The great debate (cont'd)
Posted: Tuesday July 24, 2007 12:05PM; Updated: Wednesday July 25, 2007 10:26AM
But at least Micah is capable of engaging in some kind of rational debate, which may well not be the case with Carlos Bertulani.
"Your final comments about the Copa America are full of prejudice," he writes. "It seems you are too young and understand little about soccer. In the last 30 years, whenever Brazil played the jogo bonito, it has lost. Remember 1982, or the game against Argentina in 1990? Probably you don't. Maybe you should watch them on YouTube, or wherever. Diego Maradona would not be as famous if Brazil had won that game in 1990. And Brazil played much, much, better with the jogo bonito you like. Maradona got superfamous for winning that competition. Brazilian skills in that game? Completely forgotten. Sorry for the hard words. But you deserve it, because you have a powerful media in your hands. Very dangerous, and you do not even know it."
At 42 years old, it's quite encouraging to be told I'm too young for something. It doesn't happen very often, and I may have to insist on it in all future correspondence. But, please, not if it comes accompanied by this depressing mixture of arrogance, ignorance and downright idiocy.
How can a preference for a style of football be "prejudice"? Since when did Maradona and Argentina win the '90 World Cup? And as I pointed out in previous articles, Brazil's '82 side left me spellbound and I'm well aware of the consequences of its defeat on the development of Brazilian football.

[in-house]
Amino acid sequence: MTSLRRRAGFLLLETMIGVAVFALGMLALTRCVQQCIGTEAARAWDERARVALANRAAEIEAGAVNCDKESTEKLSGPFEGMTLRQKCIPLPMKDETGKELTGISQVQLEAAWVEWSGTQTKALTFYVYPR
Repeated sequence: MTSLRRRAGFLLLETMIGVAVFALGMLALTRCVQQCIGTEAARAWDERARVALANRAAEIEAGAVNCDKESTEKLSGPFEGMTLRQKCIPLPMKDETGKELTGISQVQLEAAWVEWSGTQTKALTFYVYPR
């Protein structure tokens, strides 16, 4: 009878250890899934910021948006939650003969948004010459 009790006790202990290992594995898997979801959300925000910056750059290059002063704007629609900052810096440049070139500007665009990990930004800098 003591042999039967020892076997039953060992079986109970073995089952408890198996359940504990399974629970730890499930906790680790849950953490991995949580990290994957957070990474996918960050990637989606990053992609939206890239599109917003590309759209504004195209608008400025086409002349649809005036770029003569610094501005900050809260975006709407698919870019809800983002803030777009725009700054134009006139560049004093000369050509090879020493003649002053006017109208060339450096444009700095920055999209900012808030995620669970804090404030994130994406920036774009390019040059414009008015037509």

In fact, the topic of '82 cropped up again and again in my mailbox. Eduardo wrote that he "and many Brazilian journalists believe that the 3-2 '82 loss to Italy in Spain's World Cup had the most devastating effect in how we can build a team. And the following '86 defeat in Mexico just made everything worse. After that, our coaches became more and more pragmatic, copying the European (German) style. That loss (known to us as the Sarria stadium tragedy of July 5th 1982), was the greatest cause of this horrendous system that we now use."
Horrendous or not, it gets results. Andre Jacobovitz probably spoke for the majority of fans all around the world when he said that, "I'd much rather win ugly than lose with jogo bonito. Winning is what matters. I want to see my team lift the trophy, not come up with multiple bicycle kicks, but fall in a quarterfinal."
But not everyone feels that way. My favorite e-mail came from Sandra N., who wrote the following: "I've seen a lot of football since I was a kid. And I take no pleasure in seeing my beloved Brazil becoming the new Italy. I despair at the hypocrisy of Americans and Brits who feel such moral outrage about [diving] yet have nothing to say about their acceptance of tactical fouling. To see Brazil become a team where that is now a principal, overwhelming tactic is very disheartening. I am not naive enough to believe it possible to return to the days of 1970, but surely there is a compromise between the beauty yet weaknesses of '82 and the brutal machine we saw in Venezuela."
My position exactly. So let's hope Brazil, and plenty of other teams, manage to find that perfect trade off between romance and pragmatism.